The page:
One of the smallest museums in Paris, the Musée de l’Orangerie is nonetheless home to one of the most celebrated art collections in the world.
Located in the 1st arrondissement of Paris, the Orangerie museum features prominently the works by Claude Monet, one of the founders of French Impressionist art. The museum is the permanent home of the artist’s large water lilies paintings along with artworks of famous artists like Picasso and Renoir.
Situated on two floors, one of which is underground, the building was never intended to be a museum. It was actually meant to be a storage facility for the royals.
And given that royal connection, it is amazing that the building is standing at all. Let’s explore the history of the Orangerie museum, what to see there today, and whether it is worth a visit. Allons-y!
Construction for the Storage of Citrus trees
Emperor Napoleon III had the Orangerie built in 1852 to store citrus trees from Tuileries garden to protect them from the cold in the winter. Before the Orangerie was built, the trees were stored in the Grande Galerie of the Louvre.
It was built out of glass on the south side where the River Seine was, to allow light to the trees. The opposite (north) side was almost completely windowless to protect the citrus trees from the wind.
Axe Historique of Paris
The location of the Orangerie is not by accident. It is on the grounds of the Tuileries Garden and is not only near the Louvre museum, but in the center of the city, very close to some of the most famous sights in Paris.
In addition, on the west if you continue in a straight line on Rue de Rivoli for 1 mile (1.5km), you arrive at Place de la Concorde, which is where King Louis XVI and Marie-Antoinette were guillotined.
In later centuries, the Axe Historique was extended. If you go straight past Place de la Concorde (with a few meters deviation to follow the line of the Seine), you will head towards the Champs Elysées, Arc de Triomphe, and La Défense.
Claude Monet’s Waterlilies
After successive revolutions and changes in government, in 1921, the Orangerie came under the direction of the Under-Secretary of State for Fine Arts, along with the building next door, the Jeu de Paume.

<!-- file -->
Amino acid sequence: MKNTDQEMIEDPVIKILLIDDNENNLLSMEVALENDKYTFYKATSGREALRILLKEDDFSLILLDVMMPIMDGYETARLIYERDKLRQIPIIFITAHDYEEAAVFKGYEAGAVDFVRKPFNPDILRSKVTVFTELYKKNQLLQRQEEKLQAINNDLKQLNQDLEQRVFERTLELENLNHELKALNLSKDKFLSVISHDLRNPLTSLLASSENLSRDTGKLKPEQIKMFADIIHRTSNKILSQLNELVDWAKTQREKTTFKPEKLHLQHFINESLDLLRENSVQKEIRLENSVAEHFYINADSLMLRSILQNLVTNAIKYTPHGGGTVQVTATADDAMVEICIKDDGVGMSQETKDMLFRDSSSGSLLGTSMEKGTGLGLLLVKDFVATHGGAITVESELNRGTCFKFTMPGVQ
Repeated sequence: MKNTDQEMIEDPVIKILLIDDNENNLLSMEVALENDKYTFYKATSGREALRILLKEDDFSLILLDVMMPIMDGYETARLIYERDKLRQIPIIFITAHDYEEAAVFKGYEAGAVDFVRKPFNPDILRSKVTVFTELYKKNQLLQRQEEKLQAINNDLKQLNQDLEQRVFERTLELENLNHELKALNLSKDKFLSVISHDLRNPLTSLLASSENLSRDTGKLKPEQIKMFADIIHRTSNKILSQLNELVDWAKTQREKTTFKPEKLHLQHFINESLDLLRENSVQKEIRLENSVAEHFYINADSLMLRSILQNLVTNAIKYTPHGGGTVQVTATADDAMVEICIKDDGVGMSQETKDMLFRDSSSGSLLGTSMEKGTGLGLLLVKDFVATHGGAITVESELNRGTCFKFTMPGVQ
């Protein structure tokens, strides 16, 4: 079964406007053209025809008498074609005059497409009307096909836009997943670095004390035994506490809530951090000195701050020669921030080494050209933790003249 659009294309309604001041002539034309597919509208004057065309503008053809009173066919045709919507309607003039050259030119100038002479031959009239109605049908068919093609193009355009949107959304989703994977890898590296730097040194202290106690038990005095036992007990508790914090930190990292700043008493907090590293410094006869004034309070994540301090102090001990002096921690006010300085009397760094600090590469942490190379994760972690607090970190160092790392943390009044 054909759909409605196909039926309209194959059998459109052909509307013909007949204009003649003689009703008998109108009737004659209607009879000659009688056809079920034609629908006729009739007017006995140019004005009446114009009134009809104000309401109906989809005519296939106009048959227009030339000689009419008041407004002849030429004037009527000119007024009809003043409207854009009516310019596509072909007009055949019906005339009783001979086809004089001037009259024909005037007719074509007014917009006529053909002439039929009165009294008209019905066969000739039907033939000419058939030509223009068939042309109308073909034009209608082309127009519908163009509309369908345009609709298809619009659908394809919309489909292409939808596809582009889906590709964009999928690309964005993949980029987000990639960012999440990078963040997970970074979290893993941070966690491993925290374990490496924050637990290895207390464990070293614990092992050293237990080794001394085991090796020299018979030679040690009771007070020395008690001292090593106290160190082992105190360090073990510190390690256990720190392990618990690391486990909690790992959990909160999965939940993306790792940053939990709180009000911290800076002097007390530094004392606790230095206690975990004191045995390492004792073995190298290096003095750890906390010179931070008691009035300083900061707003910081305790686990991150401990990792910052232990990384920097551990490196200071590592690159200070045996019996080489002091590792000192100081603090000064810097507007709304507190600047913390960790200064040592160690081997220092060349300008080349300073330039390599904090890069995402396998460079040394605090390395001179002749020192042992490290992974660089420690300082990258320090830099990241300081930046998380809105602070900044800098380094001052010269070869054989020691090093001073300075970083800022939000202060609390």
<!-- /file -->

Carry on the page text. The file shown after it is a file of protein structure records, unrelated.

Its was already being used to exhibit living artists, when it received an unexpected donation. Claude Monet, who was already a celebrated artist in France at the time, donated to the République several large paintings showing the lifecycle of water lilies.
At the time Monet was in his eighties, and was going blind. It would be his good friend, Prime Minister Georges Clemenceau who would make several trips to Giverny and convince Monet to donate his paintings for display in the Orangerie.
The orange trees were removed and two large oval rooms constructed to accommodate the paintings, forming the sign of infinity. The rooms are oriented east-west, in the direction of the sun, thus fitting into the historic axis of Paris as well.
The inauguration at the Musée de l’Orangerie would take place 6 months after the death of Monet, and in the presence of Georges Clemenceau. The paintings are considered one of the country’s greatest treasures.
During the war
During the occupation of Paris in WWII, the German sculptor Arno Breker, who was official artist of the Third Reich was allowed to exhibit at the Orangerie. His paintings aimed to show the greatness of art from the German Reich (as opposed to so-called “ degenerate” art), promoting their ideology.
In 1946, it was at the Orangerie museum that the masterpieces seized or sold under duress from French Jewish families were displayed, while they waited to be reunited with their rightful owners.
Other Impressionist Artists: Cézanne, Picasso, Renoir and more
While the works of Monet occupy the main floor of the Orangerie, the underground level contains the artworks of a host of other impressionist and post-impressionist artists.
Many of the paintings come from the Jean Walter and Paul Guillaume Collection, which belonged to Domenica Walter.
Her 1st husband Paul Guillaume was an art dealer whose art collection she inherited, and her 2nd husband Jean Walter was a rich industrialist who continued to fund her passion for art.
The collection is made up of 156 paintings by fourteen different artists which include numerous artworks by Paul Cézanne, Paul Gauguin, Marie Laurencin, Henri Matisse, Amedeo Modigliani, Claude Monet, Pablo Picasso, Auguste Renoir, Henri Rousseau, and more.
The Orangerie museum also holds temporary exhibitions on occasion that are included in the price of entry.
Is the Musée de l’Orangerie worth a visit?
If you love impressionist paintings but don’t have the time to go to Musée d’Orsay, you will love the Musée de l’Orangerie. The museum is also small enough to just keep the attention of young children. (The Musée Picasso in the 3rd arrondissement is also a similarly small museum that is bound to please.)
When is the best time to go?
The Orangerie requires timed entrance tickets so it does not get overcrowded. I would recommend booking at least a few days in advance, as it is quite a popular museum within Paris, with many people combining Musée d’Orsay and Musée de l’Orangerie tickets.
Where to get tickets?
You can get combined skip-the-line tickets for Orsay and Orangerie museums, or just the Orangerie here.
If you enjoyed that article, you may enjoy reading more about top things to do in Paris. A bientôt!